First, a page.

Subtidal Sea Level Variations in the Chesapeake Bay and Relations to Atmospheric Forcing

Dong-Ping Wang Chesapeake Bay Institute, The Johns Hopkins University. Baltimore, MD 21218

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Abstract

Subtidal sea level variations in the Chesapeake Bay were examined over a one-year period for evidence of wind-driven barotropic circulation. The major transport occurred at time scales of 3–5 days, whose magnitude was larger than the river runoff. It was driven by the east-west wind, as part of the coupled coastal ocean-estuary response. At shorter time scales, there was also large barotropic motion which, however, was driven by the local, north-south wind.

The variance of barotropic fluctuation was larger by a factor of 4 in winter than in summer, due to the increased cyclone activities. The coupled coastal ocean-estuary response was also more pronounced in winter. In contrast, the summer season was dominated by local forcing at time scales of 3–7 days.

The results suggest that the barotropic motion is an important component of the net circulation. The corresponding subtidal sea level change contributes significantly to the storm surge. Thus, the nature of barotropic response, particularly the coupled response, must be carefully examined for better understanding of the dispersion processes and storm surges in Chesapeake Bay.

Abstract

Subtidal sea level variations in the Chesapeake Bay were examined over a one-year period for evidence of wind-driven barotropic circulation. The major transport occurred at time scales of 3–5 days, whose magnitude was larger than the river runoff. It was driven by the east-west wind, as part of the coupled coastal ocean-estuary response. At shorter time scales, there was also large barotropic motion which, however, was driven by the local, north-south wind.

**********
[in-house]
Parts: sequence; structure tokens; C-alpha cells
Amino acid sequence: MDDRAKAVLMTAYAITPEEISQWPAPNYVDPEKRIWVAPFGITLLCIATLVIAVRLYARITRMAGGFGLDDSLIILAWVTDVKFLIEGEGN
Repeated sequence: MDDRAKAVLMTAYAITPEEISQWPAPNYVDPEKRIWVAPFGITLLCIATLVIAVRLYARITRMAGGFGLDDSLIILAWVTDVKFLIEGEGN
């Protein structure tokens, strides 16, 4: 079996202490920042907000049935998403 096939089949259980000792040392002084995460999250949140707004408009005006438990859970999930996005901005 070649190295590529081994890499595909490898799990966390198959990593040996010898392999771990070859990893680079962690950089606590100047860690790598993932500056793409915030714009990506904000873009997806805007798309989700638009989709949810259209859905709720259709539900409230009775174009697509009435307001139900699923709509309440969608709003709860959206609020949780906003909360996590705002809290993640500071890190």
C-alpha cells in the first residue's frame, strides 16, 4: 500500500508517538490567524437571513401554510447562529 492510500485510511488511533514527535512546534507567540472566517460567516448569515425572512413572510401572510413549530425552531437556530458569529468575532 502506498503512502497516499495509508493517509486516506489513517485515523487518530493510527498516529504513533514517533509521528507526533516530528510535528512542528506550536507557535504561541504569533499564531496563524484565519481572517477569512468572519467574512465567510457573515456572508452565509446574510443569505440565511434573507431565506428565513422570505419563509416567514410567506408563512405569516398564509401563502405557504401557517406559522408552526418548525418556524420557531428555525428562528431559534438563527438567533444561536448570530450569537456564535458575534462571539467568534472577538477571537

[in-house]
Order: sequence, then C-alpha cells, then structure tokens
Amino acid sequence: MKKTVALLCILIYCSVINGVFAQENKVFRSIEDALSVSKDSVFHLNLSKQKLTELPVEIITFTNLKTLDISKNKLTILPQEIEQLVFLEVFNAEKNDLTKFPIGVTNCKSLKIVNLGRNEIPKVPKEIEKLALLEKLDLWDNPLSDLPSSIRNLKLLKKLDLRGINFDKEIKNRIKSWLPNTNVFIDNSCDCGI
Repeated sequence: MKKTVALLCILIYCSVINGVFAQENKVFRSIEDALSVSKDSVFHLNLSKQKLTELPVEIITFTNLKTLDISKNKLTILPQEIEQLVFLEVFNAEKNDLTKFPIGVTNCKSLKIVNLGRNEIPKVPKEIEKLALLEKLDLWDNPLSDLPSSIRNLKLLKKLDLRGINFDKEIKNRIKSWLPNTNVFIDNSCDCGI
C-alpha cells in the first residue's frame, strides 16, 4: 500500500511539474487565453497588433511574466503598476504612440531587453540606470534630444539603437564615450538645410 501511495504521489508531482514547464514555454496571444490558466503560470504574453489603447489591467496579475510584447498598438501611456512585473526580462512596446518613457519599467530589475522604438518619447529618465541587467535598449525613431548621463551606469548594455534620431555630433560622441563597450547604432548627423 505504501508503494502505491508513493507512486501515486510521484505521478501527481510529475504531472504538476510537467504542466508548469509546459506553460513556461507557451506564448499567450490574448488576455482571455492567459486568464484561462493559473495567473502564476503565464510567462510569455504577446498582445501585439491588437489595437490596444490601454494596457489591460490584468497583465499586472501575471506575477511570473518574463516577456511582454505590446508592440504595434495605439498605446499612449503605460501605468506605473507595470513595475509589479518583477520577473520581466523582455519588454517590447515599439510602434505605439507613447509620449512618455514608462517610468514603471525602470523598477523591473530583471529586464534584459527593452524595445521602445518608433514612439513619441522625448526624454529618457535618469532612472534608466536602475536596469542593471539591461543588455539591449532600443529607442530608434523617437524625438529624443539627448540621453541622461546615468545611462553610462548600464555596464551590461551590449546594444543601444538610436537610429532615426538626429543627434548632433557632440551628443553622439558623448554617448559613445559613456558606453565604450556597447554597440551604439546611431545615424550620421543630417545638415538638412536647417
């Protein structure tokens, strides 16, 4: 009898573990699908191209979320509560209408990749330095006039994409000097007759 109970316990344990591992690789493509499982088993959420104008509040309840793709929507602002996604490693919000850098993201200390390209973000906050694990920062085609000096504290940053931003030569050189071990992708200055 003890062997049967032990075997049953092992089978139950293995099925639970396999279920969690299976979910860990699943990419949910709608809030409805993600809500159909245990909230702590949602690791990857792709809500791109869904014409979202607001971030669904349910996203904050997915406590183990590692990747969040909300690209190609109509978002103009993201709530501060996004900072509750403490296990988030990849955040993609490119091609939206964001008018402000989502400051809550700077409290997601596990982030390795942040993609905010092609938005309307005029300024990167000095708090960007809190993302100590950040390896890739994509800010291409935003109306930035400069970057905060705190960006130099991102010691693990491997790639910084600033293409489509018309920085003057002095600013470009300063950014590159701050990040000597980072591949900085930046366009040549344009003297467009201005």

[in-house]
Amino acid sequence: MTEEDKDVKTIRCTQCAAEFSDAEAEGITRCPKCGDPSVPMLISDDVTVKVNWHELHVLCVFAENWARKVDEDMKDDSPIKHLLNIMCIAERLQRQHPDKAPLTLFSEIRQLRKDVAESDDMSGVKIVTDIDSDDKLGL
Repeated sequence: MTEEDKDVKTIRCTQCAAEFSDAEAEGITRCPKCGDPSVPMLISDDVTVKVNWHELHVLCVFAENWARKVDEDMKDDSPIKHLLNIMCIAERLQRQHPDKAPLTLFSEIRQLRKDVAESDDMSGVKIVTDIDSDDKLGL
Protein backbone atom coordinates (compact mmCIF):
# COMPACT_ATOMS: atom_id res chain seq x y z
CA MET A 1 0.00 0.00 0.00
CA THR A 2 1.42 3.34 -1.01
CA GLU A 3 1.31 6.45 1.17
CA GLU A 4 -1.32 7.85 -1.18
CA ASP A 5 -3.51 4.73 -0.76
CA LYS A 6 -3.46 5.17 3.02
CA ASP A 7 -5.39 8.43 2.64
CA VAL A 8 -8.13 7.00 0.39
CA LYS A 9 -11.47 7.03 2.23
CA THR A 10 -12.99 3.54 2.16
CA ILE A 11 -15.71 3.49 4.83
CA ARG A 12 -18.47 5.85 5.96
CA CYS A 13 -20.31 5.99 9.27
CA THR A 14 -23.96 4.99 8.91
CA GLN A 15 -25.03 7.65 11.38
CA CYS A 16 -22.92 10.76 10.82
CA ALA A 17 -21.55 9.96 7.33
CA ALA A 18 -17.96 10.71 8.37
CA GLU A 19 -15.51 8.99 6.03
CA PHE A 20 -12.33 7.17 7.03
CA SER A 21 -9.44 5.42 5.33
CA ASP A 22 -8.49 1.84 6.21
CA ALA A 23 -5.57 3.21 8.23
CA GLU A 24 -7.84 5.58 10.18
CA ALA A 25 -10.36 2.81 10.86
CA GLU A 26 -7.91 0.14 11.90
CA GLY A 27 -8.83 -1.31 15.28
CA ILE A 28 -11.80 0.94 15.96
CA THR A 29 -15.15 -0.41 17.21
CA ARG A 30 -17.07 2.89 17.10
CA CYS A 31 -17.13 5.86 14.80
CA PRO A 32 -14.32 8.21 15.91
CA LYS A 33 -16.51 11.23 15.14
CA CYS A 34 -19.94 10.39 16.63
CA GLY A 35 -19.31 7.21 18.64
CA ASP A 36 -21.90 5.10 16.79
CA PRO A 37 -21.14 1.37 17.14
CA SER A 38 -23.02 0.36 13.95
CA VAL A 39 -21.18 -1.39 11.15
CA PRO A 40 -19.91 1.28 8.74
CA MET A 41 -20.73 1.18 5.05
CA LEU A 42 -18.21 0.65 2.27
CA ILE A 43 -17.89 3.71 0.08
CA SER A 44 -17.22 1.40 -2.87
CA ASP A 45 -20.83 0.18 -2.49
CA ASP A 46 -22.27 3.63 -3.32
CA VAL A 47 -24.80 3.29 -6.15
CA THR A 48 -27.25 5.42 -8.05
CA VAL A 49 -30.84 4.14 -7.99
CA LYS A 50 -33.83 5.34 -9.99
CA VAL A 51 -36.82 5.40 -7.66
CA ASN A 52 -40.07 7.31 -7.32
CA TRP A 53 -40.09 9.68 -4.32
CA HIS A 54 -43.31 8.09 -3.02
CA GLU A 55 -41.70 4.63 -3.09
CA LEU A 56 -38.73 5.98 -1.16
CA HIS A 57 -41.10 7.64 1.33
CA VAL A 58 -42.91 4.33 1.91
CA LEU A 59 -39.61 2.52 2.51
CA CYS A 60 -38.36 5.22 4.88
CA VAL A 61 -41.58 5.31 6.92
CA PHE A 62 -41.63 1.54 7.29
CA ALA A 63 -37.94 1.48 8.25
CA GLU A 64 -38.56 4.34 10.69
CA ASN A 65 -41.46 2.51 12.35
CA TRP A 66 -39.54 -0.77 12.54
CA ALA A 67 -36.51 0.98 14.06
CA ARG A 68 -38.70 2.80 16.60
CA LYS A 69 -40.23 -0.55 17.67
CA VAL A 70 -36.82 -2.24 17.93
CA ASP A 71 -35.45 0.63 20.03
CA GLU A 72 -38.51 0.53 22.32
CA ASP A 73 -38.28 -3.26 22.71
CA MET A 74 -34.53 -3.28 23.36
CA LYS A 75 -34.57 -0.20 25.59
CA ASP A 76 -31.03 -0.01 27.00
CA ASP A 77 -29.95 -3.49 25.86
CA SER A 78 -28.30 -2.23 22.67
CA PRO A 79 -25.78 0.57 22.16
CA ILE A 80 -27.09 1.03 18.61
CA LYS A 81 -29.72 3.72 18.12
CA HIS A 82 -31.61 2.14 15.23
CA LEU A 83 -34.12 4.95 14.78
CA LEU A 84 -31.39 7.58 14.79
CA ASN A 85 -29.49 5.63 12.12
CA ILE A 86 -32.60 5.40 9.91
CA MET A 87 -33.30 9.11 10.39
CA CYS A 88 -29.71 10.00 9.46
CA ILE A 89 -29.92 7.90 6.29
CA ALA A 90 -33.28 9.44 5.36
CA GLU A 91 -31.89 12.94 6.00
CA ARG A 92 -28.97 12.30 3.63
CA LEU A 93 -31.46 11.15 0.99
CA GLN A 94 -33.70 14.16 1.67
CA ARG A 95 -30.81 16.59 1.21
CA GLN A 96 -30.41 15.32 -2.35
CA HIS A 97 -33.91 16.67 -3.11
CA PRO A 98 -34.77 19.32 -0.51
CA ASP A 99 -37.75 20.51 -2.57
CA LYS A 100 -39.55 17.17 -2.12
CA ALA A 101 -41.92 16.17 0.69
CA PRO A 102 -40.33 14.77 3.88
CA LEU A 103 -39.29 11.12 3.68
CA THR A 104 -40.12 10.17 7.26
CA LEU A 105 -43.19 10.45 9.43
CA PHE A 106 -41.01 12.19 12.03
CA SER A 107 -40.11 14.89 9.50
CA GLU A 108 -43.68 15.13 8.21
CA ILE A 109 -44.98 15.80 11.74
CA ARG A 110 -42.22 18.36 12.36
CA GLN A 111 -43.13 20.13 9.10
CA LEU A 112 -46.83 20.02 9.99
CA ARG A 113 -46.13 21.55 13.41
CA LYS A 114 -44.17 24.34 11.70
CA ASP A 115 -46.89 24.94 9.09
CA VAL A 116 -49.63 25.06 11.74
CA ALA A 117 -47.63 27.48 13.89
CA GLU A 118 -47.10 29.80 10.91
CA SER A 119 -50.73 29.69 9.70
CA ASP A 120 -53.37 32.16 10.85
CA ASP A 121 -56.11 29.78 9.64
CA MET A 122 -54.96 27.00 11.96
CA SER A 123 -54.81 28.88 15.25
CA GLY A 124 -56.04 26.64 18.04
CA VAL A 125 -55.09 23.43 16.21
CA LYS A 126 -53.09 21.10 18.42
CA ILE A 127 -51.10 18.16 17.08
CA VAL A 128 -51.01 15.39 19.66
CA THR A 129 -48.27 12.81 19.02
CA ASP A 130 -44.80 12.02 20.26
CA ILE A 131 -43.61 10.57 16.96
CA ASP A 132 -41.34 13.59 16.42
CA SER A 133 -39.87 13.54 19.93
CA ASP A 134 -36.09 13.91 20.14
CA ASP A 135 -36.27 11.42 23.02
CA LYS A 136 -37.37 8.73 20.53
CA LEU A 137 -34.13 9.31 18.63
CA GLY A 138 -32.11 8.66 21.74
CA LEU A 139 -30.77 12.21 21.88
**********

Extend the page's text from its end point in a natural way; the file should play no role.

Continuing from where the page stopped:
The variance of barotropic fluctuation was larger by a factor of 4 in winter than in summer, due to the increased cyclone activities. The coupled coastal ocean-estuary response was also more pronounced in winter. In contrast, the summer season was dominated by local forcing at time scales of 3–7 days.

The results suggest that the barotropic motion is an important component of the net circulation. The corresponding subtidal sea level change contributes significantly to the storm surge. Thus, the nature of barotropic response, particularly the coupled response, must be carefully examined for better understanding of the dispersion processes and storm surges in Chesapeake Bay.

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